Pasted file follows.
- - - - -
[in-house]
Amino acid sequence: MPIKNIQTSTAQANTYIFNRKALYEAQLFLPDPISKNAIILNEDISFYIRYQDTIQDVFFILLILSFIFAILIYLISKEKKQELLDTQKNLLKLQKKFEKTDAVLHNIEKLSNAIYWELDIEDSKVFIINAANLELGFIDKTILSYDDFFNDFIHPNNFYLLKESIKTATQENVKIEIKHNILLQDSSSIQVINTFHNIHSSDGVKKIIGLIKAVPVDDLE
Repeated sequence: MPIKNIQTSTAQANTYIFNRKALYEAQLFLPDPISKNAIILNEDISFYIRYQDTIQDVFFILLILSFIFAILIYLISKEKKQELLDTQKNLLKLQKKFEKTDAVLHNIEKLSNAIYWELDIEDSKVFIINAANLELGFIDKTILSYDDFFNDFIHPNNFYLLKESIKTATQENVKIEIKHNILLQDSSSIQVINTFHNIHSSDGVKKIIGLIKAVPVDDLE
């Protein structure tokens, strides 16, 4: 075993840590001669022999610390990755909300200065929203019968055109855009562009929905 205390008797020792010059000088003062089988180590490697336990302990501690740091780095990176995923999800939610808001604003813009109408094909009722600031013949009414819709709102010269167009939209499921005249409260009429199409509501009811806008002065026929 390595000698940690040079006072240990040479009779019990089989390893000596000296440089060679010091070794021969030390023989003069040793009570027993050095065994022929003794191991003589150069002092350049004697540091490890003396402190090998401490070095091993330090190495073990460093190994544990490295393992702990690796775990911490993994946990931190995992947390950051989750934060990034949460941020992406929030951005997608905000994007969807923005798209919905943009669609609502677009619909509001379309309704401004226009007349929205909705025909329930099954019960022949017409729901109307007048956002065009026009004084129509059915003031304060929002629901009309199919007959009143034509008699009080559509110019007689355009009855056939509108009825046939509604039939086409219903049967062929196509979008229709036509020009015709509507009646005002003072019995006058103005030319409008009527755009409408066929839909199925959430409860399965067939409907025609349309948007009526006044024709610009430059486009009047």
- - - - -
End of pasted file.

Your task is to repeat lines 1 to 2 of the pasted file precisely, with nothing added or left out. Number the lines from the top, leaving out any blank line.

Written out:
[in-house]
Amino acid sequence: MPIKNIQTSTAQANTYIFNRKALYEAQLFLPDPISKNAIILNEDISFYIRYQDTIQDVFFILLILSFIFAILIYLISKEKKQELLDTQKNLLKLQKKFEKTDAVLHNIEKLSNAIYWELDIEDSKVFIINAANLELGFIDKTILSYDDFFNDFIHPNNFYLLKESIKTATQENVKIEIKHNILLQDSSSIQVINTFHNIHSSDGVKKIIGLIKAVPVDDLE